|Year : 2020 | Volume
| Issue : 2 | Page : 84-85
Utilization of hydro-dissection: A novel technique during ongoing COVID pandemic
Abhishek Bansal1, Arvind K Chaturvedi1, Rajiv Kapur1, Sunil Pasricha2, Ankush Jajodia1
1 Department of Radiology, Rajiv Gandhi Cancer Institute and Research Centre, Delhi, India
2 Department of Histopathology, Rajiv Gandhi Cancer Institute and Research Centre, Delhi, India
|Date of Submission||28-Oct-2020|
|Date of Acceptance||05-Nov-2020|
|Date of Web Publication||31-Dec-2020|
Dr. Ankush Jajodia
Department of Radiology- Rajiv Gandhi Cancer Institute and Research Centre, Rohini sector 5, Delhi
Source of Support: None, Conflict of Interest: None
|How to cite this article:|
Bansal A, Chaturvedi AK, Kapur R, Pasricha S, Jajodia A. Utilization of hydro-dissection: A novel technique during ongoing COVID pandemic. J Curr Oncol 2020;3:84-5
The rapid spread of nefarious pulmonary illness, originating in Wuhan in late November 2019, led to the declaration of a global pandemic by the World Health Organization identified as novel corona virus disease, COVID-19. Health-care personnel battle this serious form of illness at the forefront, and interventional radiology subspecialty carries additional risk of exposure due to close contact with patients. Various international societies laid down imaging guidelines on dealing with this pandemic and figured out a way to deal with the invasive procedures during the crisis. Bronchoscopy, as a part of the diagnostic procedure for a highly suspicious case of cancer, was classified in the semiurgent category. Bronchoscopy was classified as an aerosol-generating procedure, which, in addition to the N95 mask, gloves, face shield, and blue isolation gown, also had the additional requirement of a negative pressure room with adequate manpower.,
Because “time and tide waits for no man,” similarly cancerous cells do not stop dividing or spreading, and oncologists rely on interventional radiology to answer their queries even during this great pandemic. Percutaneous biopsies offer the advantage of being a daycare-based procedure, thus abating prolonged stay at hospital, and are cost-effective than surgical approaches. The tissue yield obtained is comparable to surgical approaches, and better than restricted cytological analysis feasible using bronchoscopic examinations.
A 32-year-old married female, with a past history of surgery for an adnexal lesion, done three months ago at another institute, now presented with difficulty during swallowing. Her serum CA125 levels were within normal limits, and the histopathological conclusion of past surgery was dysgerminoma of an ovarian origin. A routine computed tomography examination of the chest and abdomen revealed a residual complex solid cystic lesion in the pelvis, with no obvious nodular enhancing lesion in the solid abdominal organs or in the peritoneum and an ill-defined mass in the subcranial region. We carried out histopathological tissue sampling of the subcranial mass, by using the hydro-dissection technique [Figure 1]. The patient spent less than 10 minutes inside the gantry of the CT machine, followed by institutional protocol of three hours of observation in routine daycare for the development of any ominous sign, after which the patient was discharged.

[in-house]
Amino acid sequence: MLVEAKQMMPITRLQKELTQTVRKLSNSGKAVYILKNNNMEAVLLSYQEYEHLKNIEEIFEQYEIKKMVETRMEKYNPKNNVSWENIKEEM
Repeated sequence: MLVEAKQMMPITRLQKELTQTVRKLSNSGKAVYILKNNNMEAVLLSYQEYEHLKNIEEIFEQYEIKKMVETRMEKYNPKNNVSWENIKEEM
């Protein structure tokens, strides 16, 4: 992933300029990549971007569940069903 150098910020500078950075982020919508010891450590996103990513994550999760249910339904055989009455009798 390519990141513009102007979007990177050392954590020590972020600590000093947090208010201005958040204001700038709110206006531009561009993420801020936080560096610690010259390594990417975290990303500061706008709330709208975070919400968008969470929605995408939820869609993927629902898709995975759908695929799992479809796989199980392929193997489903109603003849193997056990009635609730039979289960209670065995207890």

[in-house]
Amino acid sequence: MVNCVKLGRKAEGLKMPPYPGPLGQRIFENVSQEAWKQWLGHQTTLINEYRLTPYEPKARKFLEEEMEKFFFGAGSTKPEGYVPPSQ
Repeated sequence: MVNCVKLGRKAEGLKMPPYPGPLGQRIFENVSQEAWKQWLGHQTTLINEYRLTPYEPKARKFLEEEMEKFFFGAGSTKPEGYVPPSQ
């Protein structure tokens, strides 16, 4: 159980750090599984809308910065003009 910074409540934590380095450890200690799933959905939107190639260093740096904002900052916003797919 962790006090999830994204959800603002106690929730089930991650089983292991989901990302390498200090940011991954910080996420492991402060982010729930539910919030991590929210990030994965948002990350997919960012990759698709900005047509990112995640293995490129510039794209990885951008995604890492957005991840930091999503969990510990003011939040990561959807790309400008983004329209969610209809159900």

|Figure 1: (A-D) Technique of hydro-dissection performed in prone position. Unenhanced CT image (A) shows retroperitoneal lymph node (yellow arrow) medial to aorta (red arrow). Unenhanced CT image (B) shows sleeve of saline injected to displace endo-thoracic fascia and aorta laterally. Enhanced CT image acquired by injection of 40ml of iodinated contrast (C) shows the needle carefully transfixing the lymph node; image (D) CT axial section in lung window shows no pneumothorax. The biopsy was safely performed, confirming the diagnosis of Granulation tissue.|
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The technique of hydro-dissection and organ displacement for gaining safe access to target organs is not new, but utilizing this efficient method to displace the mediastinal pleura and create a safe passage to reach the subcranial zone during COVID has not been addressed, to the best of the authors’ knowledge. This novel method widens our access to the central structures in the mediastinum, which otherwise would require prolonged stay and heightened invasiveness of either bronchoscopy route. Either of this is not desirable during COVID, with the added advantage of avoiding percutaneous puncture of the pleura and traversing the lung parenchyma to access the central structures. These minimally invasive procedures can be considered as a first-line resort during COVID.
The authors thank the patients and their families for their munificence in contributing to this study. They would also like to thank all members of the IRB committee who gave their approval for this study.
Financial support and sponsorship
Conflicts of interest
There are no conflicts of interest.
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